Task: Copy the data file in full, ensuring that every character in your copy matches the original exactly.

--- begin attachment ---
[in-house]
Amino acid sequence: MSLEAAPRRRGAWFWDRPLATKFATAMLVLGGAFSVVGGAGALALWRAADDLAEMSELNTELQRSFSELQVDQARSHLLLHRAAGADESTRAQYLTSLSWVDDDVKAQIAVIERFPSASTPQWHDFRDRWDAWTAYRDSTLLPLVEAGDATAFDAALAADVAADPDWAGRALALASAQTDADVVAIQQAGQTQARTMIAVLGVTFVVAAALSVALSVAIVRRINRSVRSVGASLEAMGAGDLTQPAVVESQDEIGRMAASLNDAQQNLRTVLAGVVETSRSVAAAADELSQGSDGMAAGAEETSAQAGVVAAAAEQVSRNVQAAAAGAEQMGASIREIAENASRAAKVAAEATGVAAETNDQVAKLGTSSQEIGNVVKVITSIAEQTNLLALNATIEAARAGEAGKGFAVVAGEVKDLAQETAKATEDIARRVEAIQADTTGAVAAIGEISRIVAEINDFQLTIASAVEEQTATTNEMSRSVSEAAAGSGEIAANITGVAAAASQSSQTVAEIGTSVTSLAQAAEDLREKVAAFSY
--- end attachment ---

[in-house]
Amino acid sequence: MSLEAAPRRRGAWFWDRPLATKFATAMLVLGGAFSVVGGAGALALWRAADDLAEMSELNTELQRSFSELQVDQARSHLLLHRAAGADESTRAQYLTSLSWVDDDVKAQIAVIERFPSASTPQWHDFRDRWDAWTAYRDSTLLPLVEAGDATAFDAALAADVAADPDWAGRALALASAQTDADVVAIQQAGQTQARTMIAVLGVTFVVAAALSVALSVAIVRRINRSVRSVGASLEAMGAGDLTQPAVVESQDEIGRMAASLNDAQQNLRTVLAGVVETSRSVAAAADELSQGSDGMAAGAEETSAQAGVVAAAAEQVSRNVQAAAAGAEQMGASIREIAENASRAAKVAAEATGVAAETNDQVAKLGTSSQEIGNVVKVITSIAEQTNLLALNATIEAARAGEAGKGFAVVAGEVKDLAQETAKATEDIARRVEAIQADTTGAVAAIGEISRIVAEINDFQLTIASAVEEQTATTNEMSRSVSEAAAGSGEIAANITGVAAAASQSSQTVAEIGTSVTSLAQAAEDLREKVAAFSY